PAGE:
It takes me a moment to register that I’ve been out for three days. I can tell by the well-rested feeling in my bones—I don’t sleep this well any other time of the month.

The first thing I’m aware of as I sit up  is an urgent need  to use the bathroom. My muscles are heavy from lack of use, and it takes some concentration to keep my steps light so I won’t wake Ma or Perla. I leave the lights off to avoid meeting my gaze in the mirror, and after tossing out my heavy-duty period pad and replacing it with a tampon, I tiptoe back to Ma’s and my room.

I’m always disoriented after lunaritis, so I feel separate from my waking life as I survey my teetering stacks of journals and used books, Ma’s yoga mat and collection of weights, and the posters on the wall of the planets and constellations I hope to visit one day.

After a moment, my shoulders slump in disappointment.

This month has officially peaked.

I yank the bleach-stained blue sheets off the mattress and slide out the pillows from their cases, balling up the bedding to wash later. My body feels like a crumpled piece of paper that needs to be stretched, so I plant my feet together in the tiny area between the bed and the door, and I raise my hands and arch my back, lengthening my spine disc by disc. The pull on my tendons releases stored tension, and I exhale in relief.

Something tugs at my consciousness, an unresolved riddle that must have timed out when I surfaced . . . but the harder I focus, the quicker I forget. Swinging my head forward, I reach down to touch my toes and stretch my spine the other way—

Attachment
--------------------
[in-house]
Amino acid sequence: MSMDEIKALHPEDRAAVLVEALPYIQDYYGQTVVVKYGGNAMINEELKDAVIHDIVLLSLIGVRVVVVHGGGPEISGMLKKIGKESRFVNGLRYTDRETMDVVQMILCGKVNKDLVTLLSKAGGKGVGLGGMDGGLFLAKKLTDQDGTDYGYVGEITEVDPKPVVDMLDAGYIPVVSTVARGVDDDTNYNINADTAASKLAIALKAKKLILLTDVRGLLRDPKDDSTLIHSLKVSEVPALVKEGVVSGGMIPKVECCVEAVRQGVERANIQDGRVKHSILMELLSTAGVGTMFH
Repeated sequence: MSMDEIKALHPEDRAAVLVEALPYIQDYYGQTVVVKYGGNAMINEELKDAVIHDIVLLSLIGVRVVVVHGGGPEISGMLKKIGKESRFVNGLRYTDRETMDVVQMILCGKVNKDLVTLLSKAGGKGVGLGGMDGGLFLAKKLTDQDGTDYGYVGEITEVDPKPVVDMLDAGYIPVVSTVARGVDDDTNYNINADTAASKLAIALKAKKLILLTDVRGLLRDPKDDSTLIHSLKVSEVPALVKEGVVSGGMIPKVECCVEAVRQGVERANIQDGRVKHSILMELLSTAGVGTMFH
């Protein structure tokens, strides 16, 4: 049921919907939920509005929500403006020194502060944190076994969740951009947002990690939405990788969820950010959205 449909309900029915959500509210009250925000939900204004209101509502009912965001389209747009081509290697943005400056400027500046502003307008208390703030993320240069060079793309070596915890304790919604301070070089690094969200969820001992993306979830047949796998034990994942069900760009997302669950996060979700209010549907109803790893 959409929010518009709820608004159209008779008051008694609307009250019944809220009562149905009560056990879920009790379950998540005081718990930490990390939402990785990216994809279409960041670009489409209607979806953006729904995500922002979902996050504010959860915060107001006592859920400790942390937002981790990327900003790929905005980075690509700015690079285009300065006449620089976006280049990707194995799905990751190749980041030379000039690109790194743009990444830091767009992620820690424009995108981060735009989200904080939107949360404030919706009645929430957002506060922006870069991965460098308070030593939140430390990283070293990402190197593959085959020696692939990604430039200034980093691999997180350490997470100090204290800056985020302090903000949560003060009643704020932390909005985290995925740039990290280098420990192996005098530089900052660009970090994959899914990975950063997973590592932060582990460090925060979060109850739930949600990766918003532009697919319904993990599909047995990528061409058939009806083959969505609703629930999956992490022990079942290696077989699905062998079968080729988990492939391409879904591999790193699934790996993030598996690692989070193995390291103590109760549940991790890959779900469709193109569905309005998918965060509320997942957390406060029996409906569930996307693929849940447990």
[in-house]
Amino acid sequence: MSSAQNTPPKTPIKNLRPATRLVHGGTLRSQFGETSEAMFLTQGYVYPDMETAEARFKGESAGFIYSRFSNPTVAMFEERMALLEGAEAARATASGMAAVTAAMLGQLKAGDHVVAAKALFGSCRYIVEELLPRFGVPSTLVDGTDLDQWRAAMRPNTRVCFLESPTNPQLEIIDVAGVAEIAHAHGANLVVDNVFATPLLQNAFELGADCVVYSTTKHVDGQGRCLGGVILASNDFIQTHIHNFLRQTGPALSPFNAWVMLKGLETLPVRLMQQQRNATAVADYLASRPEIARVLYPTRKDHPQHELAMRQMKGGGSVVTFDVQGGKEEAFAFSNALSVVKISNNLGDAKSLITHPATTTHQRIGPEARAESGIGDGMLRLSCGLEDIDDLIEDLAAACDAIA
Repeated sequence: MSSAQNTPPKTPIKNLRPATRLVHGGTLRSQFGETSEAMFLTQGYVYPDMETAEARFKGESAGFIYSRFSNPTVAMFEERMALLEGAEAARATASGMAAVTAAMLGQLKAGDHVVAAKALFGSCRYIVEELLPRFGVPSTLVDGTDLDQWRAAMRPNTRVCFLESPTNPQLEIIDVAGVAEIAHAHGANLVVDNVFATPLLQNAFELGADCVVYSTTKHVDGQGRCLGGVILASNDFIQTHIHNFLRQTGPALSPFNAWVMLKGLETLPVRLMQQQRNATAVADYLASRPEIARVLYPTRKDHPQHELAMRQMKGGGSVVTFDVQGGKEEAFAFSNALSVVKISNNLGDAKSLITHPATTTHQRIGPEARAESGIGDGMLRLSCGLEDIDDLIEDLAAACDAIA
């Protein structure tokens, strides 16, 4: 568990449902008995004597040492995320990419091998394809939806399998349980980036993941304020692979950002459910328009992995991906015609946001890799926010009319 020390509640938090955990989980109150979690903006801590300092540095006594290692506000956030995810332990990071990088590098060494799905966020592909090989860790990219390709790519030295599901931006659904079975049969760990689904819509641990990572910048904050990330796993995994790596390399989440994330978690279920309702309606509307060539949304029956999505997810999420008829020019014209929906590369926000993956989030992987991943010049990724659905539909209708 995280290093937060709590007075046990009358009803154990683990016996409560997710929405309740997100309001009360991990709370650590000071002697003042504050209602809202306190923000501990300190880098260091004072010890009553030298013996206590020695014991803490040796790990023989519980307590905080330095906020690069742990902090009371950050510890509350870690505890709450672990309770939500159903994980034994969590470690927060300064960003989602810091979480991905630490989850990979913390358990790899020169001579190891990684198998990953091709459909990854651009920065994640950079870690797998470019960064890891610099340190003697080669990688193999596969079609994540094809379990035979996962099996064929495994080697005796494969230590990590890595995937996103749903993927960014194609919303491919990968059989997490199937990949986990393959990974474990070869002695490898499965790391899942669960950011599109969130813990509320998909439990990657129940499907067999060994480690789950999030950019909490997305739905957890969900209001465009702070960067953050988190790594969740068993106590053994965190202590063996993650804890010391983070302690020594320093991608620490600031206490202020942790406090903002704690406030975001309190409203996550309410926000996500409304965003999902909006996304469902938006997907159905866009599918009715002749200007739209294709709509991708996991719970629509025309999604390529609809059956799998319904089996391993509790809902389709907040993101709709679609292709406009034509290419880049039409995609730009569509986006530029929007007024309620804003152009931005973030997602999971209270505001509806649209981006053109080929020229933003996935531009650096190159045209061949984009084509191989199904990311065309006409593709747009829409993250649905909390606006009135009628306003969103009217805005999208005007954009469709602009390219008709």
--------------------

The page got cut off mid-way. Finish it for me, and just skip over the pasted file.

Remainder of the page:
My ears pop so hard, I gasp.

I stumble back to the mattress, and I cradle my head in my hands as a rush of noise invades my mind. The buzzing of a fly in the window blinds, the gunning of a car engine on the street below, the groaning of our building’s prehistoric eleva- tor. Each sound is so crisp, it’s like a filter was just peeled back from my hearing.

My pulse picks up as I slide my hands away from my temples to trace the outlines of my ears. I think the top parts feel a little . . . pointier.

I ignore the tingling in my eardrums as I cut through the living room to the kitchen, and I fill a stained green bowl with cold water. Ma’s asleep on the turquoise couch because we don’t share our bed this time of the month. She says I thrash around too much in my drugged dreams.

I carefully shut the apartment door behind me as I step out into the building’s hallway, and I crack open our neighbor’s window to slide the bowl through. A black cat leaps over to lap up the drink.